• Employer compensation. Using accrued sick leave and vacation time isn’t your only option. Some employers offer compensation for time off, and some states have programs for paid leave if you have a medical issue. Check with your employer and state government for more information on their programs.

8 common medical bill terms you should know

You’ll likely run into these terms quite a bit as you navigate medical debt.

1. Coinsurance

Coinsurance is the amount you’re required to provide for a medical service or prescription. It’s calculated as a percentage of the final amount. Some insurance companies may require you to meet your deductible before coinsurance takes effect.

2. Copay

Copay is a set number you’re required to pay for a medical service or prescription. Like coinsurance, it can take effect either before or after you’ve met your deductible.

3. Collections

When you fail to repay a medical bill, it can be sent to collections. Many hospitals and private providers have their own collections process before it’s sold to an official company. Once this happens, your bill will be noted on your credit report and may reduce your score.

4. Deductible

A deductible is the amount you must meet in order for your copay or coinsurance to start. Many insurance companies offer high deductible plans and low deductible plans, and certain services like yearly wellness checkups are covered before you meet your deductible.

5. Explanation of benefits (EOB)

This is a document sent by your insurance company that explains what services were and were not paid for. It is not a bill. Your bill will be sent by your provider and may be different from your EOB.

6. Flexible Savings Arrangement (FSA)

FSAs are offered by some employers. The money you contribute isn’t taxed, and you choose how much you’ll be contributing during the year. However, if you don’t use everything in the account, it may not roll over. This makes estimating for emergencies. difficult.

7. Health Savings Account (HSA)

An HSA is attached to you, not a job, but you must have a high-deductible plan in order to qualify. You won’t pay taxes on the money you draw for medical expenses.

8. Out of pocket maximum

This is the maximum amount you’ll be required to spend by your insurance company and often includes your deductible. For instance, if your out-of-pocket maximum is $7,000 and your procedure costs $8,000, you would only be required to pay that $7,000.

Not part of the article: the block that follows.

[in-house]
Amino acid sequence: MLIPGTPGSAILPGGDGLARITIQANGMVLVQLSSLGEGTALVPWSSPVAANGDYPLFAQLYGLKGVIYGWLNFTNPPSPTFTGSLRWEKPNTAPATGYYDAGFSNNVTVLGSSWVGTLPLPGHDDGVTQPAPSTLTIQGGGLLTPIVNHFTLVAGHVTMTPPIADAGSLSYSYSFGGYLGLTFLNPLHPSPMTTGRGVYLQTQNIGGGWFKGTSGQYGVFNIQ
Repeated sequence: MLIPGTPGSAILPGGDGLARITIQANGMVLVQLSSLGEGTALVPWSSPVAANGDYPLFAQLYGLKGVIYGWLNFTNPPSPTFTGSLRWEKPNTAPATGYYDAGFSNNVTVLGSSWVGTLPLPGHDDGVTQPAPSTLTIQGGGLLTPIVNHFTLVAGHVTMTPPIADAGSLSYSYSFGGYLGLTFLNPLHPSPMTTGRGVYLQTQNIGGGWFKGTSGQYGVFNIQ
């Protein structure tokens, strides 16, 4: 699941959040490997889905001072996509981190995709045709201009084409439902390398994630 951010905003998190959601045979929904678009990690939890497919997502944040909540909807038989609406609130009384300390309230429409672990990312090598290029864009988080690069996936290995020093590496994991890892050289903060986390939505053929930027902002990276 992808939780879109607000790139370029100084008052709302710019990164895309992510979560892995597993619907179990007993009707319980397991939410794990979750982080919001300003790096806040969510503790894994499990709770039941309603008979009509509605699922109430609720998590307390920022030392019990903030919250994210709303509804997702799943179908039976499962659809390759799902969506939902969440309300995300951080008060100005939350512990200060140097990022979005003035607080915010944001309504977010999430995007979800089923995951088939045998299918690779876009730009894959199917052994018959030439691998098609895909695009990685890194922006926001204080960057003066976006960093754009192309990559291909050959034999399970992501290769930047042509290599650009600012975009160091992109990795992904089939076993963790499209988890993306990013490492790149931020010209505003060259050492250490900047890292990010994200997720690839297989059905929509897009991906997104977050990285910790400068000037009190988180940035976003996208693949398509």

Bottom line

Medical loans can be a life-saver, but they don’t come cheap. By comparing your options and using multiple sources of funding, you can lower your expenses and pay for whatever procedure you need done. Since many medical loans are personal loans, you should read our guide to personal loans and find the terms that work for you and your financial situation.

Frequently asked questions

Read more about medical loans with these answers to common questions.

What will the interest rate be on my medical loan?

Interest rates vary depending on the lender and your credit profile. You can explore the starting rates of the lenders in our comparison table above. After applying for the loan, you’ll receive a more accurate estimate of the interest rate the lender will charge. which usually ranges from 6% to 36%.

Will a medical loan cover my specific procedure?

Most likely, yes. Lenders don’t usually exclude certain procedures as long as the procedure was performed by a reputable medical professional. You can check the lender’s website before applying or call their customer service line to be sure.

Can I use a medical loan to pay for a medical bill that’s in collections?

Medical loans are usually meant to pay the facility or medical profession that’s owed. If your bill has been sent to collections, a debt consolidation loan may be more appropriate. However, if you’re applying for a personal loan to use for medical expenses, its specific purpose likely won’t matter.

Can I apply with a cosigner?

It depends on your lender, but many lenders allow you to have a cosigner if you believe it will increase your chances of qualifying for the loan.

Can a medical bill go into default?

Yes. If you don’t pay your medical bill in full or don’t set up a payment plan with your physician, your bill may go into default and sent to collections.

Read more on this topic